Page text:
<i>The Forest for the Trees</i> possesses a searing vulnerability that may very well create a visceral squirming sensation in its viewers. That this simple tale of a young woman moving to the big city to take her first job is able to engender such a remarkable effect underscores just how auspicious are the talents of first-time feature director Maren Ade.
Bubbling with enthusiasm, young Melanie (brilliantly played by Eva Löbau) leaves her life in the country to take a position as a city high school teacher. Melanie brings with her an overwhelming need to fit in and be loved by her students, colleagues, and neighbors, but she faces subtle obstacles while struggling to live according to her small-town social conventions. Despite her earnest desires, Melanie commits one faux pas after another, unwittingly crossing further social boundaries in trying to cover up her errors. Gradually, Melanie finds herself awash in a sea of her own emotional detritus.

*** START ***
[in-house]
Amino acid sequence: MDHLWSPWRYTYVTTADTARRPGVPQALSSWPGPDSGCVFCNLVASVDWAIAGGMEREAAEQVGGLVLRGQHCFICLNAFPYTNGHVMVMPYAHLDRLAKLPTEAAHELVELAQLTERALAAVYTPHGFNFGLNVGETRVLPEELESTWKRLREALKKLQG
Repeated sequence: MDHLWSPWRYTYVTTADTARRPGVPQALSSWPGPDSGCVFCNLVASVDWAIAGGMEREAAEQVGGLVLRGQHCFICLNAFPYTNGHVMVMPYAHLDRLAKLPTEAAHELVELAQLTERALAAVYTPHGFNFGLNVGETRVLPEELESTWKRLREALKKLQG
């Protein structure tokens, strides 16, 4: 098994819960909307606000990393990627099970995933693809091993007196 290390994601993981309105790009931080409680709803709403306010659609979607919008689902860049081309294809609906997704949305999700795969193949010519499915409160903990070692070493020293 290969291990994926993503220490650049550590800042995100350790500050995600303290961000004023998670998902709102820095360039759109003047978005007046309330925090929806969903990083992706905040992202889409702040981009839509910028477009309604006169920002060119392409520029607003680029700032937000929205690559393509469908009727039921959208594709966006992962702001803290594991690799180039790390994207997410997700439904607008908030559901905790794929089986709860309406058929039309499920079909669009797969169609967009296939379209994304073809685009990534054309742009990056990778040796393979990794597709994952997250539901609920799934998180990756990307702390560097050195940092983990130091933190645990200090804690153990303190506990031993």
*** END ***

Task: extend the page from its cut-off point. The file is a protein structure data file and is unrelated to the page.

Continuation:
Ade's expertly crafted script evokes a journey that is universally familiar. The choice to film in digital video perfectly transmits Melanie's gnawing sense of loneliness, shame, and dysfunction. Pitch-perfect performances by the cast, led by Löbau, top off this finely tuned story of emotional hunger.